Over the next week or so, you are going to receive your August statement from your investments. This is a heads up to you that you should not be surprised if your account has gone south. August was not a very good month in the market. In fact, the Dow Jones Industrial Average had its worst August in 17 years. The Dow was down a little over six percent which means it was the worst performing month of the Dow in more than five years. In fact it was the sixth worst monthly performance of the Dow.
Overall, the broader U.S. markets also suffered similar declines. The S&P 500 fell a little over six percent in August, its worst monthly performance in more than three years. The NASDAQ, which is very tech heavy, also showed significant decline. In August, the NASDAQ was down close to seven percent, its worst August performance in 14 years and its worst monthly performance in over three years. The bottom line, August was a very difficult month for investors and you certainly will see it when your statements come over the next week or so.
I would like to be able to tell investors they should ignore August statements because for many investors it will be depressing. After all, for most investors, there will be very little good news on those statements. However, to tell you to ignore a statement would be irresponsible. It is important that if nothing more, you need to review your statement for accuracy. Whenever you receive a statement you need to confirm that the ending balance of the previous statement is the beginning balance of this statement. In addition, you need to confirm contributions and withdrawals. If you’ve put new money into your account, you want to make sure it shows up on your statement. In addition, you need to confirm that if there were any withdrawals, they are ones that you authorized. As investors, it’s our responsibility to review every statement for accuracy. However, that doesn’t mean you have to make any changes in your portfolio.
As I’ve mentioned in the past, many investors are under the mistaken belief that when markets are volatile, as they are now, they need to do something with their portfolio. As difficult as this may sound, when markets are volatile, it’s probably a good time to stay put and not make any moves. The problem is that when markets are volatile and investors make decisions, they are generally fear or greed dictates their decisions and that is not something that investors should do. As I have said many times in the past, fear and greed are the two emotions that kill investors and portfolios. Therefore, my advice as you look at your August statement is not to panic and not to overreact.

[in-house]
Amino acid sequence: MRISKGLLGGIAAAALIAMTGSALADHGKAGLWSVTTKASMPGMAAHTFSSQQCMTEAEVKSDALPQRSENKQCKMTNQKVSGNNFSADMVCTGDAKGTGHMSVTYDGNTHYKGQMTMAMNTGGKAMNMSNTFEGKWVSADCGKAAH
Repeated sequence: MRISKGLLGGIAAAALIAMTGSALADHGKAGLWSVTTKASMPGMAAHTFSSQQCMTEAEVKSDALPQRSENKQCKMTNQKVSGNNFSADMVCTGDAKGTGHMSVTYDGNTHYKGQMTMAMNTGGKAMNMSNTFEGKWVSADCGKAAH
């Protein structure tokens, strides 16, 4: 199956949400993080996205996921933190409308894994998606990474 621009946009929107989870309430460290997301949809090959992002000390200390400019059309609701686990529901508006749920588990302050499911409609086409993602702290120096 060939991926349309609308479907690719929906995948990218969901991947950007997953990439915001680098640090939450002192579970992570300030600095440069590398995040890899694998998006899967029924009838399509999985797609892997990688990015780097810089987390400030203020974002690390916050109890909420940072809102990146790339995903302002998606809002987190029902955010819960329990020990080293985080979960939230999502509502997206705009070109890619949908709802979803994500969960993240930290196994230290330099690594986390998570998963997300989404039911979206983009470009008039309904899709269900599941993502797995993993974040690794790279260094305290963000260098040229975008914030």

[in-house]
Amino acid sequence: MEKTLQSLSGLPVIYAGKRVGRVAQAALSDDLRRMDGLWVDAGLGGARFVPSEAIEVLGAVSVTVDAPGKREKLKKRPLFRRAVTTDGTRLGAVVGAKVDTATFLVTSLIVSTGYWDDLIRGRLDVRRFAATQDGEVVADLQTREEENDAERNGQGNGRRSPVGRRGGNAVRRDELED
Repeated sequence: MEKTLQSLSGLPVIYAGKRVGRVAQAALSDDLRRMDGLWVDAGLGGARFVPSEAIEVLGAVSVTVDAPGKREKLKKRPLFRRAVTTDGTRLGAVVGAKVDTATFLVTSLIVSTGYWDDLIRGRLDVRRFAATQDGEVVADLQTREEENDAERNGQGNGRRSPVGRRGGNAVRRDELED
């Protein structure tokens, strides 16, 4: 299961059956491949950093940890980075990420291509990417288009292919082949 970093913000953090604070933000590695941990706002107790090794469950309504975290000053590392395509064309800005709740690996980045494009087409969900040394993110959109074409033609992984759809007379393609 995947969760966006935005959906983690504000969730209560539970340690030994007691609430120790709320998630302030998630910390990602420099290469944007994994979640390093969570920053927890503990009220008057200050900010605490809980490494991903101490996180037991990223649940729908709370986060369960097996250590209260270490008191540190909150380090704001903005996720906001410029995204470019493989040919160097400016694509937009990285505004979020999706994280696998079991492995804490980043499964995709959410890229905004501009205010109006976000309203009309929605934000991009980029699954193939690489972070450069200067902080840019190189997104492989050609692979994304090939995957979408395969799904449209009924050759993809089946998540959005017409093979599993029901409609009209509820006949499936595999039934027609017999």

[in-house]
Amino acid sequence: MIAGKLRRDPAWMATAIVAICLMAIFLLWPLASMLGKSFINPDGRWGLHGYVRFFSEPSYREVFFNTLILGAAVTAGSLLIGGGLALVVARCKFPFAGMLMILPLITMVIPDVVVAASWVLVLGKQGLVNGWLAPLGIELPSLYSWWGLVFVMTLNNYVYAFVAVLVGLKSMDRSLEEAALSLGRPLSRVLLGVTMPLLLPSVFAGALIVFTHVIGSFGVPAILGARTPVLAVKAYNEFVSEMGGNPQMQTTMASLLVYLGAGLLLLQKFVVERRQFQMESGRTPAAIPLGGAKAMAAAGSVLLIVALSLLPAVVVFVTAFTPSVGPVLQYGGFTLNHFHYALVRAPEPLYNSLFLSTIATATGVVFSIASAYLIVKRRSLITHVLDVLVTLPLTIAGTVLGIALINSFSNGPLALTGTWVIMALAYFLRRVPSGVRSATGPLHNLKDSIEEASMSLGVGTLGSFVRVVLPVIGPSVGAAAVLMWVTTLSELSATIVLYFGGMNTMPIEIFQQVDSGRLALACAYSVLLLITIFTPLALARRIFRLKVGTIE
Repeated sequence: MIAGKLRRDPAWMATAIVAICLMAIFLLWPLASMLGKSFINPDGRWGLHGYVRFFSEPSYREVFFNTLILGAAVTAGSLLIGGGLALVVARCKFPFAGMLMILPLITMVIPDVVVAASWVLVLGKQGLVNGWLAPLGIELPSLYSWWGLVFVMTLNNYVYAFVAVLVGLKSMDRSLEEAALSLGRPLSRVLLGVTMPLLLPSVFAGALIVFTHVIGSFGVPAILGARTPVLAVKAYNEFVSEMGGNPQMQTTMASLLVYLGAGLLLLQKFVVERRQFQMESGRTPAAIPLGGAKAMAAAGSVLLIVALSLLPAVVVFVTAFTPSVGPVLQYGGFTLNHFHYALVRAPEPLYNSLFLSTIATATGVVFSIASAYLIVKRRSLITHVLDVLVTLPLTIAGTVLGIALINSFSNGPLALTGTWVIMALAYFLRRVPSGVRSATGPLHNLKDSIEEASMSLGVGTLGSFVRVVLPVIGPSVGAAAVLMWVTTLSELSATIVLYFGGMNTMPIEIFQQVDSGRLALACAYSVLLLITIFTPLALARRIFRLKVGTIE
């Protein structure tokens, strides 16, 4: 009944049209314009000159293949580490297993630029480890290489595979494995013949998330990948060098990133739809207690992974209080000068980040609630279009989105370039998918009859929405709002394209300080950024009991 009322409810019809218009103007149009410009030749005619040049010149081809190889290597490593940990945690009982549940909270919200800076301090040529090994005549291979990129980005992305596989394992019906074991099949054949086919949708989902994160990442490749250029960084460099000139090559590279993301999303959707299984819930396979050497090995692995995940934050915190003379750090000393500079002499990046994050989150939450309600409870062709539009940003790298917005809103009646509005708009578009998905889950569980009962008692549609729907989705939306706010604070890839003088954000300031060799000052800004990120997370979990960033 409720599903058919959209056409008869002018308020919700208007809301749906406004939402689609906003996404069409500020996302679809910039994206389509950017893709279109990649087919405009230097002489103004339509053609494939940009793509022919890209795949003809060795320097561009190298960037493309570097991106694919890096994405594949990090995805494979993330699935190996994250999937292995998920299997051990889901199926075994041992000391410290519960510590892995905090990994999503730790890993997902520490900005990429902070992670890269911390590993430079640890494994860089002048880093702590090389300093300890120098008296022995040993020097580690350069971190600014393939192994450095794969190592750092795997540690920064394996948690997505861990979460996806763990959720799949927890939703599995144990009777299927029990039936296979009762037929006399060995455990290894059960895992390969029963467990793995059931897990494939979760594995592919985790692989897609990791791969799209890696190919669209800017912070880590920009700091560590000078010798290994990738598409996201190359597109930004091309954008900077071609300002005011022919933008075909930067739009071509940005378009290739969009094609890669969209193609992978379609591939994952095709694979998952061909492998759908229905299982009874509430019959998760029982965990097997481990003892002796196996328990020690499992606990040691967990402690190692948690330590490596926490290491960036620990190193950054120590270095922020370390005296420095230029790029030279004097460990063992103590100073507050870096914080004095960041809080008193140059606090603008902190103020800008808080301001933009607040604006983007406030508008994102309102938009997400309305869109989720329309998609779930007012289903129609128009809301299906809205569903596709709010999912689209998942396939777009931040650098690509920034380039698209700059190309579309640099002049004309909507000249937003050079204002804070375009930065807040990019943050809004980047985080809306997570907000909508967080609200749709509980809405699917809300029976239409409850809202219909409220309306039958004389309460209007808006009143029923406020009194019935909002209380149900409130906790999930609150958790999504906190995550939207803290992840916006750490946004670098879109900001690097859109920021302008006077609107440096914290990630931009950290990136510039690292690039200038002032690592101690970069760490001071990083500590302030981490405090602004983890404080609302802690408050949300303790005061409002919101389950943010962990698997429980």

Many investors are wondering when the volatility will end. I wish I could tell you but I can’t. My view, it will continue for a while; particularly, because later this month the Federal Reserve will sit down and decide what’s going to happen with interest rates. No matter what they decide, whether to leave interest rates as is or to raise them, the market will react. In addition, the market will continue to be concerned with global growth and the slowdown in China. The bottom line, volatility is going to be the buzzword for a while.
I always believe there is a silver lining to everything and that is why when markets are volatile, particularly when they’re retreating, investors should look for opportunities. Whether it’s investing unproductive cash that you’ve had sitting in the bank or doing a Roth conversion. The bottom line as investors, we should look for opportunities when there is volatility.